8. Handa H, Gualberto JM, Grienenberger JM (1995) Characterization of the mitochondrial orfB gene and its derivative, orf224, a chimeric open reading frame specific to one mitochondrial genome of the “Polima” male-sterile cytoplasm in rapeseed (Brassica napus L.). Curr Genet 28(6):546–552CrossRefPubMedGoogle Scholar
  9. Hanson MR, Bentolia S (2004) Interactions of mitochondrial and nuclear genes that affect male gemetophyte development. Plant Cell 16:S154–S169CrossRefPubMedGoogle Scholar
  10. Homme YL, Brown GG (1993) Organizational differences between cytoplasmic male sterile and male fertile Brassica mitochondrial genomes are confined to a single transposed locus. Nucleic Acids Res 21(8):1903–1909PubMedGoogle Scholar
  11. Homme YL, Stahl RJ, Li X, Hameed A, Brown GG (1997) Male sterility induced by Brassica nap cytoplasm is correlated with expression of a chimeric gene homologous to the pol CMS-associated orf224 gene. Curr Genet 31:325–335CrossRefPubMedGoogle Scholar
  12. Iwabuchi M, Koizuka N, Fujimoto H, Sakai T, Imamura J (1999) Identification and expression of the Kosena radish (Raphanus sativus cv. Kosena) homologue of the Ogura radish CMS-associated gene, orf138. Plant Mol Biol 39:183–188CrossRefPubMedGoogle Scholar
  13. Jean M, Brown GG, Landry BS (1997) Genetic mapping of fertility restorer genes for the Polima cytoplasmic male sterility in canola (Brassica napus L.) using DNA markers. Theor Appl Genet 95:321–328CrossRefGoogle Scholar
  14. Kang BC, Nahm SH, Huh JH, Yoo HS, Yu JW, Lee MH, Kim BD (2001) An interspecific (Capsicum annuum x C. chinese) F2 linkage map in pepper using RFLP and AFLP markers. Theor Appl Genet 102(4):531–539CrossRefGoogle Scholar
  15. Koizuka N, Imai R, Fujimoto H, Hayakawa T, Kimura Y, Kohno-Murase J, Sakai T, Kawasaki S, Imamura J (2003) Genetic characterization of a pentatricopeptide repeat protein gene, orf687, that restores fertility in the cytoplasmic male-sterile Kosena radish. Plant J 34:407–415CrossRefPubMedGoogle Scholar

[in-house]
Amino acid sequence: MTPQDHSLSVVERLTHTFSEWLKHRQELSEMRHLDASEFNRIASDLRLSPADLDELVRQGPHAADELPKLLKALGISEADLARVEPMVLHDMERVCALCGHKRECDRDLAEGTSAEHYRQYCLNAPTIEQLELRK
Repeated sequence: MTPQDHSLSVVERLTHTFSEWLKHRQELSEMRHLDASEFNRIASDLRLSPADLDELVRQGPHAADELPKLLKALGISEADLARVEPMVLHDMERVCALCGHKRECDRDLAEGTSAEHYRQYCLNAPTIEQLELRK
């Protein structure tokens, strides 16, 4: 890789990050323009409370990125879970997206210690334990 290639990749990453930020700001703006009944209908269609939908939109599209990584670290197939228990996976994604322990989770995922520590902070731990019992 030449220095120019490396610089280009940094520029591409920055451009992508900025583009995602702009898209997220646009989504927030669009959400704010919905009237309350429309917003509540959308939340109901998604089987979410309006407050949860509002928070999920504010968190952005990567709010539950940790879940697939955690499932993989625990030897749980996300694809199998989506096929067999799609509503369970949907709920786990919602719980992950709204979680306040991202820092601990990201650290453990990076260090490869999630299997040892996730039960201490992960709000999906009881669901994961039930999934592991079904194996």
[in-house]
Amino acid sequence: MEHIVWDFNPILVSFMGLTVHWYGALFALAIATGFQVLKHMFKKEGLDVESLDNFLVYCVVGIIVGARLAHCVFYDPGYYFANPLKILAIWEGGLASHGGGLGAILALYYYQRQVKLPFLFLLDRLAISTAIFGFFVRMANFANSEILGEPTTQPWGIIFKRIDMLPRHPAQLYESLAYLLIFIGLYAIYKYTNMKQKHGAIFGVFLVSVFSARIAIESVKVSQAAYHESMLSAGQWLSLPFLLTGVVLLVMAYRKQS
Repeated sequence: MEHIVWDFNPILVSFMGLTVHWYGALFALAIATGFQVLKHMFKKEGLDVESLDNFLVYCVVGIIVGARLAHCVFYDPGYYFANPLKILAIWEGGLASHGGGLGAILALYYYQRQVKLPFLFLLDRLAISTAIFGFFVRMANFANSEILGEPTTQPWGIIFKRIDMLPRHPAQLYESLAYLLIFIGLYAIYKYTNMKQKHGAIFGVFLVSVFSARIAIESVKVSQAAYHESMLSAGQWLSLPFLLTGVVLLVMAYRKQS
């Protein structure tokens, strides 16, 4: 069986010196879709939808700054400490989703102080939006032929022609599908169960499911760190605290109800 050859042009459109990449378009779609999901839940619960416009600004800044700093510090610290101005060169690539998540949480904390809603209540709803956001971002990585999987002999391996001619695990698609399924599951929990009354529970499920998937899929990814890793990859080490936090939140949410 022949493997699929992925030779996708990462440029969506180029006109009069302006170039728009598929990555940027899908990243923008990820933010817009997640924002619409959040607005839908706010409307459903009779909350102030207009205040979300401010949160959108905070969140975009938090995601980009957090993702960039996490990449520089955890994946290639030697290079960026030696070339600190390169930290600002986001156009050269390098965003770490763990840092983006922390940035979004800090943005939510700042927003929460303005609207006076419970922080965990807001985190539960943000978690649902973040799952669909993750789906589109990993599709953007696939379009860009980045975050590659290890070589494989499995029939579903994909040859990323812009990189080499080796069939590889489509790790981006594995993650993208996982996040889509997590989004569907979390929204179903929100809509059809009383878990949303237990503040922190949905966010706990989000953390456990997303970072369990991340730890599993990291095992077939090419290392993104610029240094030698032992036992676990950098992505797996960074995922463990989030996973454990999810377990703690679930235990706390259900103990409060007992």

16. Krishnasamy S, Makaroff CA (1993) Characterization of the radish mitochondrial orfB locus: possible relationship with male sterility in Ogura radish. Curr Genet 24:156–163CrossRefPubMedGoogle Scholar
  17. Krishnasamy S, Makaroff CA (1994) Organ-specific reduction in the abundance of a mitochondrial protein accompanies fertility restoration in cytoplasmic male-sterile radish. Plant Mol Biol 26:935–946CrossRefPubMedGoogle Scholar
  18. Makaroff CA, Palmer JD (1988) Mitochondrial DNA rearrangements and transcriptional alterations in the male-sterile cytoplasm of Ogura radish. Mol Cell Biol 8:1474–1490PubMedGoogle Scholar
  19. Makaroff CA, Apel IJ, Palmer JD (1991) The role of cox2-associated repeated sequences in plant mitochondrial DNA rearrangements and radish cytoplasmic sterility. Curr Genet 19(3):183–190CrossRefPubMedGoogle Scholar
  20. Schnable PS, Wise RP (1998) The molecular basis of cytoplasmic male sterility. Trends Plant Sci 3:175–180CrossRefGoogle Scholar
  21. Singh M, Hamel N, Menassa R, Li XQ, Young B (1996) Nuclear genes associated with a single Brassica CMS restorer locus influence transcripts of three different mitochondrial gene regions. Genetics 143:505–516PubMedGoogle Scholar
  22. Yamagishi H, Terachi T (1996) Molecular and biological studies on male-sterile cytoplasm in the Cruciferae. III. Distribution of Ogura-type cytoplasm among Japanese wild radishes and Asian radish cultivars. Theor Appl Genet 93:325–332CrossRefGoogle Scholar
  23. Yamagishi H, Terachi T (2001) Intra- and inter-specific variations in the mitochondrial gene orf138 of Ogura-type male-sterile cytoplasm from Raphanus sativus and Raphanus raphanistrum. Theor Appl Genet 103:725–732CrossRefGoogle Scholar

Copyright information

© Springer-Verlag 2005

Authors and Affiliations

  • Seok-Hyeon Nahm
    • 1
    Email author
  • Hee-Jeong Lee
    • 1
  • Shi-Woo Lee
    • 1
  • Gyun-Young Joo
    • 1
  • Chee-Hark Harn
    • 1
  • Seung-Gyun Yang
    • 1
  • Byung-Whan Min
    • 1
  1. 1.Biotechnology InstituteNong Woo Bio Co.YeojuSouth Korea

Personalised recommendations